Training Table Extravagance.

Communications

To the Editors of the CRIMSON:

It seems to me that nearly every undergraduate will grant that training tables are of distinct value in promoting the physical efficiency of the athlete, his interest in his sport, and his interest in his fellows. The question is not whether training tables should be maintained, but whether they should be maintained at their present high cost. If this high cost is due to extravagance, and the extravagance is removed, all cause for complaint should vanish.

The cost of training table board is often as high as $14. The average amount contributed towards this by the individual is about $5, so that the net cost to the management is often $9. It seems that after allowance has been made for the better quality of food and the higher rate due to the small number of boarders, the cost is much above what it should be.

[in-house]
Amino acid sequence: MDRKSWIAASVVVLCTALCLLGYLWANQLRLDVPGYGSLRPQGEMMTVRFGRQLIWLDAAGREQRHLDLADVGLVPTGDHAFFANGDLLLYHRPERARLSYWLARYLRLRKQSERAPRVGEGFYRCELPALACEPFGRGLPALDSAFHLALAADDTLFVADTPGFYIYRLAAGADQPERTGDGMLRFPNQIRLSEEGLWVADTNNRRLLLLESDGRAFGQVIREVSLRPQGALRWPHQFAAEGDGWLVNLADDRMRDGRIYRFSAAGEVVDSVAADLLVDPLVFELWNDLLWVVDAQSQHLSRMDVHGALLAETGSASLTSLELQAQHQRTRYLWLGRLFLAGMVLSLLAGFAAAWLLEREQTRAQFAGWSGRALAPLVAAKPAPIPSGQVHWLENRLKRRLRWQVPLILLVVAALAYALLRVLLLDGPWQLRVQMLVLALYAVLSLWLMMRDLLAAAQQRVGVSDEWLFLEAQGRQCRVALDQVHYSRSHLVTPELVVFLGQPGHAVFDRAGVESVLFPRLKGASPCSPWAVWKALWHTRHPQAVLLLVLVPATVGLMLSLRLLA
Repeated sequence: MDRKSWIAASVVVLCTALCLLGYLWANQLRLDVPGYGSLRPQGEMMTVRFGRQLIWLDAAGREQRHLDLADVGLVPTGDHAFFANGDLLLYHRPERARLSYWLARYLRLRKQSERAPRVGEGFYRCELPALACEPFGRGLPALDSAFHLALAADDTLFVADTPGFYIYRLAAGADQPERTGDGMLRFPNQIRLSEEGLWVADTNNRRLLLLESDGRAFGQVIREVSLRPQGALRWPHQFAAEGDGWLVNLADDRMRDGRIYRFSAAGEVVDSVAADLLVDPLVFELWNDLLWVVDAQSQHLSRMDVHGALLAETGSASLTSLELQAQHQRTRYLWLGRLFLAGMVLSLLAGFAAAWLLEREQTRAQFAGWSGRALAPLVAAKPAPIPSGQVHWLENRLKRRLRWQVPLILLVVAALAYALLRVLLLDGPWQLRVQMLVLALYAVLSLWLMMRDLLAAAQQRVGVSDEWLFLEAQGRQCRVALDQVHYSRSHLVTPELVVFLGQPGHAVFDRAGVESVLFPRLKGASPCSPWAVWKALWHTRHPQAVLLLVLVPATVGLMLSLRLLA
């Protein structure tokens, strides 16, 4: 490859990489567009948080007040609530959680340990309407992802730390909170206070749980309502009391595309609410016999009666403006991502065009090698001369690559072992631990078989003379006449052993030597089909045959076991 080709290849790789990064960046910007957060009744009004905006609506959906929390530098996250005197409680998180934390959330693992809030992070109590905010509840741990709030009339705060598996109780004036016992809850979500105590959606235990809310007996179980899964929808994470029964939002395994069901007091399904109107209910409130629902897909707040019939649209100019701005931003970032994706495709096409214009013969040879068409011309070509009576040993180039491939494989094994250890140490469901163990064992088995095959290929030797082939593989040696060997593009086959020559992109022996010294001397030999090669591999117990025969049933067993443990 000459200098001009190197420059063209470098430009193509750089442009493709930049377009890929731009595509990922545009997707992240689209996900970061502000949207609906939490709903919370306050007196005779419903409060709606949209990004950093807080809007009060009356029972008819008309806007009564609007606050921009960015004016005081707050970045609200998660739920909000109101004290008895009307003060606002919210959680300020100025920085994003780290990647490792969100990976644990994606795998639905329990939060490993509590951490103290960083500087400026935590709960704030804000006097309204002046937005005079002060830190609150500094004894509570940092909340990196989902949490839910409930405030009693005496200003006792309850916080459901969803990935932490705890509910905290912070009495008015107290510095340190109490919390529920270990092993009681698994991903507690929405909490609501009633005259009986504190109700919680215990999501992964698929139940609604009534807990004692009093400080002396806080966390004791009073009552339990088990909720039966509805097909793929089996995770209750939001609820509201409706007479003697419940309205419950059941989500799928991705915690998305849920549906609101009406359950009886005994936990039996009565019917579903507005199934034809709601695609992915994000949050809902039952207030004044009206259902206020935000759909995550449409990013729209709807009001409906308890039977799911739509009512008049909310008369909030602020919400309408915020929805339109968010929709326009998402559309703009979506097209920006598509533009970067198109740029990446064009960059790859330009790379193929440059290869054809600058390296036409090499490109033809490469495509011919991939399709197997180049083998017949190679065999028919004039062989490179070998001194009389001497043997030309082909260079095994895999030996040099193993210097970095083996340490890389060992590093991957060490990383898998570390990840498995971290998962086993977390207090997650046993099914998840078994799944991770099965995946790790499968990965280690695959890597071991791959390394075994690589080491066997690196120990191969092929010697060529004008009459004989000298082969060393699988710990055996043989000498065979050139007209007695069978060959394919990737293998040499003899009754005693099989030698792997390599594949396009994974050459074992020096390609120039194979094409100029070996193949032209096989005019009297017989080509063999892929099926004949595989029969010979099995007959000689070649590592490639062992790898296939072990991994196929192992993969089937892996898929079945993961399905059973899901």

W. Minot in his article in your columns Saturday said that "we find broiled capons on the menu rather than beef and lamb, which medical authorities consider unquestionably to be more nutritious; and strawberries, asparagus, or grape fruit at the very season when these only moderately nourishing delicacies are most expensive." If the object of the training table is to promote the physical efficiency of the athlete, and if strawberries in December and aspargus in February do not particularly promote that efficiency, I cannot see why they are necessary or even desirable. A man who is taking hard exercise needs good food, and plenty of it, but that food can, I think, be given him at the training table for much less than is now being spent. JUNIOR.